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utmost importance to know the position of a cape, with all the accuracy which astronomical means admit of. In a hydrographical chart all the points should be equally well determined; for every one of them may serve as a point of departure or ob. servation; and there is none which is not connected with others: while, on the contrary, the maps which represent the interior of a country possess great merit, when they offer a certain number of places whose position has been astronomically fixed.

If it is desirable that the Spanish possessions in .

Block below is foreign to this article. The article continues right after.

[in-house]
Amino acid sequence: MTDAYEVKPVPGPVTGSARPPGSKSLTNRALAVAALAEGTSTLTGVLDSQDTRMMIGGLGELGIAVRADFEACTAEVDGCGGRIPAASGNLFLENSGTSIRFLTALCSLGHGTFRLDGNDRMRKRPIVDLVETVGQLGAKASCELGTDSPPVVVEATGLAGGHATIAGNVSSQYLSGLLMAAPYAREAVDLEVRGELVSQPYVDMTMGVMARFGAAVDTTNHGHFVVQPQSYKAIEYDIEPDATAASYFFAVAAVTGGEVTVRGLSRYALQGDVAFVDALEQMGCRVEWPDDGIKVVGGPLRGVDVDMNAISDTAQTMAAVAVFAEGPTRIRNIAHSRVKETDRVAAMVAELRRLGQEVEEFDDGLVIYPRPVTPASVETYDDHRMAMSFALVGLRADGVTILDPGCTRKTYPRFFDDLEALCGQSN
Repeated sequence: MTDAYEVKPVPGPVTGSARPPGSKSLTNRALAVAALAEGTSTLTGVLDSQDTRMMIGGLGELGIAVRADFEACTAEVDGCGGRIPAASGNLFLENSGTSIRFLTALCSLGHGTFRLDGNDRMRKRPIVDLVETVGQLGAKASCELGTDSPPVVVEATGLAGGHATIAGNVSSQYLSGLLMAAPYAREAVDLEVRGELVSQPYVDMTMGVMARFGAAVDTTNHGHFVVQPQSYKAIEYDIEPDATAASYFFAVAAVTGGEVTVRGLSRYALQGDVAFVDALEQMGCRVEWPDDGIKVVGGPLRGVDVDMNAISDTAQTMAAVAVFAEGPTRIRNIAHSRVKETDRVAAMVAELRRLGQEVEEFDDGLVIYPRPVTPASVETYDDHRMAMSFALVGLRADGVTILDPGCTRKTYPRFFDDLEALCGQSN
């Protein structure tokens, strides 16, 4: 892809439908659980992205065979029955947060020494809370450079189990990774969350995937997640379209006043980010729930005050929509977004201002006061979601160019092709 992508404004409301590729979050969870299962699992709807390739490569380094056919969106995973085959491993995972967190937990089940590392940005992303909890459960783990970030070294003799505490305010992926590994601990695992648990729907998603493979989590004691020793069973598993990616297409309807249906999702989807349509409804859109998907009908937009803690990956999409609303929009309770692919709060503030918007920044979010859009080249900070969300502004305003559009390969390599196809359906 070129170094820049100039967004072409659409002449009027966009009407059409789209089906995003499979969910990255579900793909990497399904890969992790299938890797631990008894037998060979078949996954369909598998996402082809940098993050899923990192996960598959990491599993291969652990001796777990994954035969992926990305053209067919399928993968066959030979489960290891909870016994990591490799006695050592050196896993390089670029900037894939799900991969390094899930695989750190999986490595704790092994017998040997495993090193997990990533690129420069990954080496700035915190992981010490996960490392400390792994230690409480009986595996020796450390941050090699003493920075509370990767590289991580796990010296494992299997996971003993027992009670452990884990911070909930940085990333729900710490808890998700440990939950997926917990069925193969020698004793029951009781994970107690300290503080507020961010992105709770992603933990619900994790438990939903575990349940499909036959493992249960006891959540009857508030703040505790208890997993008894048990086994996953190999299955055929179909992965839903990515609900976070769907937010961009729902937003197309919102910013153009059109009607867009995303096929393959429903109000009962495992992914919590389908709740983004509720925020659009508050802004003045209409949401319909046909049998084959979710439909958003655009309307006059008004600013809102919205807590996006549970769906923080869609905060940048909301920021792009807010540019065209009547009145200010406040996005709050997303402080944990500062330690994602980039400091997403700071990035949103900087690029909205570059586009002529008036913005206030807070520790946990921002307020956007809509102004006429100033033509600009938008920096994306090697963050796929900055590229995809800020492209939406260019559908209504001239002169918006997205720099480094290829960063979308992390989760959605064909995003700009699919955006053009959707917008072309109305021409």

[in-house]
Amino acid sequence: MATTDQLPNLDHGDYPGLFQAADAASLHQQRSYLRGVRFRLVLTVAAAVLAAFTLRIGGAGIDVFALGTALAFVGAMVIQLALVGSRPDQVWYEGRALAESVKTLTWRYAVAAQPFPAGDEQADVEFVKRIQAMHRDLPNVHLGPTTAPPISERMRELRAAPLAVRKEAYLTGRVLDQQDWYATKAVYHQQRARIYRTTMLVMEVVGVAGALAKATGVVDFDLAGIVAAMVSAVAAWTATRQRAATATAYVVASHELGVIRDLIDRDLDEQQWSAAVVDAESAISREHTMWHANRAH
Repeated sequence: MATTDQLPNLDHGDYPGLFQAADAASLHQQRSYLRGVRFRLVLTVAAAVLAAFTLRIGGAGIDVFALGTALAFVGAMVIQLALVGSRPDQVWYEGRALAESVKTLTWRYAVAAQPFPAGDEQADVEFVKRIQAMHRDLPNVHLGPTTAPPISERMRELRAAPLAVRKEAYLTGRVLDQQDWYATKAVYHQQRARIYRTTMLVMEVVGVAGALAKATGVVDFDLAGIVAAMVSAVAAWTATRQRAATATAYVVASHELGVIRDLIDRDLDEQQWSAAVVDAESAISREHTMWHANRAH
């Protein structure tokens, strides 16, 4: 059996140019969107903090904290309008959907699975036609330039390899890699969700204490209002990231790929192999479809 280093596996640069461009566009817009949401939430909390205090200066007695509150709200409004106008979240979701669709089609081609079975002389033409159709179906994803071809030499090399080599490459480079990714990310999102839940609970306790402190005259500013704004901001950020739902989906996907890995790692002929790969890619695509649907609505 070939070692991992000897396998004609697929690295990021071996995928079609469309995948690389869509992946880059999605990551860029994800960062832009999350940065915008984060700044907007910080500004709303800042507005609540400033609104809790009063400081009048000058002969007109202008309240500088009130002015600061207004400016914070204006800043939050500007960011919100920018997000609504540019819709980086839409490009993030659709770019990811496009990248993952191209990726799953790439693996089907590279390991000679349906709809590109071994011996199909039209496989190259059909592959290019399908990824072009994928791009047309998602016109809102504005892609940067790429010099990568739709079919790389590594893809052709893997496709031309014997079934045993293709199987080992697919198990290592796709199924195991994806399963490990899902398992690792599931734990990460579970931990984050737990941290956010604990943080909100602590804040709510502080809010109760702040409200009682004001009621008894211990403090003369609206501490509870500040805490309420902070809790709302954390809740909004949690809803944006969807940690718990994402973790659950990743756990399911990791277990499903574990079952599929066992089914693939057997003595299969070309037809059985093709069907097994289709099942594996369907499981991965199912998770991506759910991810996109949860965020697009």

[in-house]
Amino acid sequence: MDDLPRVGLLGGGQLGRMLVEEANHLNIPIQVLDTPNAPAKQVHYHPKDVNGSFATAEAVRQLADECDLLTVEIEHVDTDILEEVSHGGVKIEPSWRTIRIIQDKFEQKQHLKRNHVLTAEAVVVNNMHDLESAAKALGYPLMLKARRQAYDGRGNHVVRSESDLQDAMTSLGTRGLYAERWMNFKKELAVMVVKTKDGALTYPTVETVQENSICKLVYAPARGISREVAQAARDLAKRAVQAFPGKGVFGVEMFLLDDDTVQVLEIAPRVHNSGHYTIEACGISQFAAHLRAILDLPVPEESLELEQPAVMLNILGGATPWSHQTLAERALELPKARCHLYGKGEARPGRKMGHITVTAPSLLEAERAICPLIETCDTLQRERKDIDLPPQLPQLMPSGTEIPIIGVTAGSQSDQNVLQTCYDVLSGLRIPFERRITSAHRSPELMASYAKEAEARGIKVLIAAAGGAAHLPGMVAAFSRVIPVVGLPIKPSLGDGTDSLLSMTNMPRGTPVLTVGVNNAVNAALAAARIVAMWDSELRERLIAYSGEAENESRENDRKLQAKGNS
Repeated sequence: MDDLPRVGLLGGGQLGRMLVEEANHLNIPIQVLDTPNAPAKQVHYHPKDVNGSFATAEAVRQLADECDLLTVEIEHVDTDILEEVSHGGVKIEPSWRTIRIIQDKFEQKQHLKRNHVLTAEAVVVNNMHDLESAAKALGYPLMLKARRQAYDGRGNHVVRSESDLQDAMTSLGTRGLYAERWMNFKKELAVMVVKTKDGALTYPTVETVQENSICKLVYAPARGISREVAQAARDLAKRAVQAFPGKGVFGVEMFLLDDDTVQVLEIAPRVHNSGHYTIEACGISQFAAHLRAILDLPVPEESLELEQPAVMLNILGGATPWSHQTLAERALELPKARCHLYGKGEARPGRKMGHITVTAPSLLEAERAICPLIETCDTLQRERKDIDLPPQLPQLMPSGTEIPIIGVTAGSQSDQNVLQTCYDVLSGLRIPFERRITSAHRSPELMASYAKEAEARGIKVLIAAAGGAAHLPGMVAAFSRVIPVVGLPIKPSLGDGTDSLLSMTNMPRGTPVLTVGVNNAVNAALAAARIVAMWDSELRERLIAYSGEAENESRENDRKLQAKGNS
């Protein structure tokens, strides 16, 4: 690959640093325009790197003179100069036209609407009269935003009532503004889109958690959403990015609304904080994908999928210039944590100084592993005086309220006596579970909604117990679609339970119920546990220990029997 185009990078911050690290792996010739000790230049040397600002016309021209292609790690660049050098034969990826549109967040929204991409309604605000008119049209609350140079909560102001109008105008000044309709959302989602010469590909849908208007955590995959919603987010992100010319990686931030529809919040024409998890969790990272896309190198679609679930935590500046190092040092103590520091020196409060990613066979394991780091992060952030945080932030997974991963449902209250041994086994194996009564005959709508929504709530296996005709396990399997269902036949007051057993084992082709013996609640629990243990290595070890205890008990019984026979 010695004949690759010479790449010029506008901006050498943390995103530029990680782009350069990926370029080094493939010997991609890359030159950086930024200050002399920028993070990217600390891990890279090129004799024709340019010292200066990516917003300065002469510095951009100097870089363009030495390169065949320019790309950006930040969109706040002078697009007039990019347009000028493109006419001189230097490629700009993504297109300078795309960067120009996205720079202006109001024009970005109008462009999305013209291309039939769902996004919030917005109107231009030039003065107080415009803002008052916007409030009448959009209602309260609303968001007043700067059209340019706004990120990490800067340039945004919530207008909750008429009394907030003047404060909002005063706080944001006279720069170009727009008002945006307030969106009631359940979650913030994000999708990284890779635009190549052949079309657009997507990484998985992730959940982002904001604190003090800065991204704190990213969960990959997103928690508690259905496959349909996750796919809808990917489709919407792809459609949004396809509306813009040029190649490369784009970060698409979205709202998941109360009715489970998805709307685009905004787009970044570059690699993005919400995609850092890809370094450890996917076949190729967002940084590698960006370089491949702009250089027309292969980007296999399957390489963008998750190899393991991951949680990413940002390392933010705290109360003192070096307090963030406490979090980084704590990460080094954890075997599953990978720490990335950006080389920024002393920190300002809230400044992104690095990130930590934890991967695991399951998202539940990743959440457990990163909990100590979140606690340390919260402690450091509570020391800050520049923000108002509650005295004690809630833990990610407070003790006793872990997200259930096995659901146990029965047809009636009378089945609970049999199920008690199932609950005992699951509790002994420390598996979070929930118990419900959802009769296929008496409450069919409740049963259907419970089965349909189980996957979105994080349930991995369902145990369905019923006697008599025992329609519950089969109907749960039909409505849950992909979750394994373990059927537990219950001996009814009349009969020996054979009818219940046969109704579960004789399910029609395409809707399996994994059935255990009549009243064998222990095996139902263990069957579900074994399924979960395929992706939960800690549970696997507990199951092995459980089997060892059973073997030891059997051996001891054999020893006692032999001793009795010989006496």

the interior of America should not be for some time surveyed with the same minute accuracy which has been displayed on the coast; if in the actual state of things it would be more useful merely to execute a provisory undertaking, founded on the use of sextants and chronometers, on lunar distances, on observations of satellites, and eclipscs, it would be of no less importance to unite to these purely astronomical means such other means as are furnished by the nature of the country and the great elevation of its insulated summits. When we know exactly the absolute height of these summits, whether by means of the barometer, or by geometrical operations, angles of altitudes and azimuths taken with the rising or setting sun may serve to connect these mountains with points whose latitude and longitude have been sufficiently verified. This method